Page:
Removing X axis:

Simply right click the chart>Format Chart>Category Axis>Design>Untick Visible.

Removing Y axis:

Right click the chart>Format Chart>Value Axis>Design>Untick Visible.

Reduce spacing between bars:

Right click the chart>Format Chart>Plot Area>Design>Change spacing between groups value to 2%.

Finally removing the dotted background horizontal gridlines:

Right click the chart>Format Chart>Plot Area>Background>Set the slider of Category Axis Grid Color to 0%.

This is the result:

I also calculated the Mode, Median and Mean, you can calculate the Percentiles, Min and Max put them in a horizontal table to help whoever is doing the analysis, also note that we will need to calculate the Mean and StDev for the normal distribution excercise, here are the equations:

[Mean] =Average([Scores] ForEach([ID]))

[Median] =Median([Scores] ForEach([ID]))

[Mode] = Mode([Scores] ForEach([ID]))

[StDev]= StDev([Scores] ForEach([ID]))

You can also embed the calculations in the chart category axis or title whichever you prefer, here is a sample on the category axis:

Title formula: = “μ =”+[Mean]+” σ=”+[StDev]

Right click the chart>Format Chart>Category Axis>Design>Title>Tick visible>Choose custom title put the formula above>make sure you go to design>Tick the show category axis in general, In case you want to hide the bin numbers, untick Display axis and show under layout if you still want to hide the bin numbers.

We can also change the plot to a smooth line chart, we will need to adjust the following options:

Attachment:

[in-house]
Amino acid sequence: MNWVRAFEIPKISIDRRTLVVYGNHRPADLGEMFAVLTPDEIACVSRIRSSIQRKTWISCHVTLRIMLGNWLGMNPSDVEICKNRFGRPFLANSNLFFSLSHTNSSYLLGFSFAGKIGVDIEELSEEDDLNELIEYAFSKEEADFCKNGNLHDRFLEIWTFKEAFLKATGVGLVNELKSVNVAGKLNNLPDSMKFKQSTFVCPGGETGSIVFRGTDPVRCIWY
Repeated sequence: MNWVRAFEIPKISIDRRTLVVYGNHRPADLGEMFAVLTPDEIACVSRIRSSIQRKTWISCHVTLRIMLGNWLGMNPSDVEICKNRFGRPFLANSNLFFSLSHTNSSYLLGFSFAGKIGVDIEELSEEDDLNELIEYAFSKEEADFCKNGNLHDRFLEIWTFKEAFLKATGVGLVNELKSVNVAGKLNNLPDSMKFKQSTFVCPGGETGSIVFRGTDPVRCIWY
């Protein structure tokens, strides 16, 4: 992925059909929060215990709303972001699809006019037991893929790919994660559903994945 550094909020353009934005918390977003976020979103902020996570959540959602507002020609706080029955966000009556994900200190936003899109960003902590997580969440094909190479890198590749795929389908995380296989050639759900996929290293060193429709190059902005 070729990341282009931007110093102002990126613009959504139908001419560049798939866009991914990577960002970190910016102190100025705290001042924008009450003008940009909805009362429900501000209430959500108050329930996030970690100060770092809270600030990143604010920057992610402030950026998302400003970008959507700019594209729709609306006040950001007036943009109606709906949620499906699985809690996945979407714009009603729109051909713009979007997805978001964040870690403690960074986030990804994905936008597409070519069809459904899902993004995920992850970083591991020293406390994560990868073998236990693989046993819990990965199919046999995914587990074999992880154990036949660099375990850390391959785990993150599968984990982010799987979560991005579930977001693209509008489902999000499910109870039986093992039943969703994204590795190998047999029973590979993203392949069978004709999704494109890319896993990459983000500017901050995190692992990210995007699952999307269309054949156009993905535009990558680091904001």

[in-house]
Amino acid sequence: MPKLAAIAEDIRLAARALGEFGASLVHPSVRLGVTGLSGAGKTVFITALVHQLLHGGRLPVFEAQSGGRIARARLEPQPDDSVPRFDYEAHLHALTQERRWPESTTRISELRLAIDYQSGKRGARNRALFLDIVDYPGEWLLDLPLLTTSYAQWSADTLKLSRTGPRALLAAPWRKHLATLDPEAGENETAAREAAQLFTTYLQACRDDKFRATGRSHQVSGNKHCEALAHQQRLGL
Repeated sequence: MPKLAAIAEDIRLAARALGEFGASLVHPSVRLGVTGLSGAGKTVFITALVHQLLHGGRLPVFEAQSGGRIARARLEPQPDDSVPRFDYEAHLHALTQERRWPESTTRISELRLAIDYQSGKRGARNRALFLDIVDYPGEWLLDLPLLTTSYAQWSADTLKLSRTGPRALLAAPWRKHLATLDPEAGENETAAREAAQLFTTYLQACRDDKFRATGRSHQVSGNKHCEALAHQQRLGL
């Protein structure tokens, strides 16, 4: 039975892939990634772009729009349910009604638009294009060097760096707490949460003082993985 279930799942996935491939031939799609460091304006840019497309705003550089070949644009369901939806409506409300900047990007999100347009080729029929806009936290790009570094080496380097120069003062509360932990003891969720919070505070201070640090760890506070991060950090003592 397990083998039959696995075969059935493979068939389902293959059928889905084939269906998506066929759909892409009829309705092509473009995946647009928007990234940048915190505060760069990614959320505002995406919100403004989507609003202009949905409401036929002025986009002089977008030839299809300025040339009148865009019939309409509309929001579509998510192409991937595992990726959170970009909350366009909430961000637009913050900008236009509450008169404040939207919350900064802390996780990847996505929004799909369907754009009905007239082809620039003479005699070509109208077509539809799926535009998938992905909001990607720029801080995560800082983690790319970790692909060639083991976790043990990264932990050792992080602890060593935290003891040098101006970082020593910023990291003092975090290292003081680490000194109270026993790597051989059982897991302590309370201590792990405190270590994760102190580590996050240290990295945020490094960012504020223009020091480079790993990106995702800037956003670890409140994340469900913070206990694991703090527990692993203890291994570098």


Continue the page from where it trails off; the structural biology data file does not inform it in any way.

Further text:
Right click the chart>Format Chart>Global>Palette and Style>Untick Line Symbol under Marker and Tick Spline line under Line Effects to change it from a broken line chart to a spline, this is the result:

## Calculating the normal distribution function, known as NORM.DIST() function on excel.

I have seen many people asking about this in some old threads, so I searched for the actual formula that NORM.DIST computes, and I was able to calculate it successfully in my report.

**The Normal Equation**. The value of the random variable *Y* is:

Y = { 1/[ σ * sqrt(2π) ] } * e^{-(x – μ)2/2σ2}

where *X* is a normal random variable, μ is the mean, σ is the standard deviation, π is approximately 3.14159, and *e* is approximately 2.71828.

Now I will take this as a chance to introduce a very useful new feature in Webi 4.2, it’s called cell reference, what it does is exactly as it sounds, references the value within a certain cell in your report, I used this on the table in the picture above to reference the Mean and Standard deviation values, you can also hide the table you are referencing from without any issues.

You simply reference a cell by right clicking it and selecting assign reference, give it a name, here is where you will find them:

Now for the formula:

=(1/([R.StDev]*Sqrt(2*3.14159)))*Exp(-(Power([Scores per ID]-[R.Mean];2))/(2*Power([R.StDev];2)))

**If you want to avoid using cell reference or for older versions of Web Intelligence, use this formula:**

=(1/([StDev] ForAll([ID])*Sqrt(2*3.14159)))*Exp(-(Power([Scores per ID]-[Mean] ForAll([ID]);2))/(2*Power([StDev] ForAll([ID]);2)))

Here is the webi result compared to the excel NORM.DIST() result, as you can see only 1 decimal difference, most probably because of the pie approximation:

This is everything, I hope you found this useful, Web Intelligence is a very powerful tool and a lot can be done with it, specially after the 4.2 release, I hope SAP is planning to introduce R or Python to it.

I believe that we can do a lot by getting the most out of our tools, you can do far more than normal with the proper mix and match.

If you like this blog post you can check my other ones through these links:

https://blogs.sap.com/2018/12/18/monitoring-bw-loading-status-through-web-intelligence-via-email/

https://blogs.sap.com/2019/03/10/automatically-report-rejected-rows-from-error-stack/

Please feel free to post any questions you have.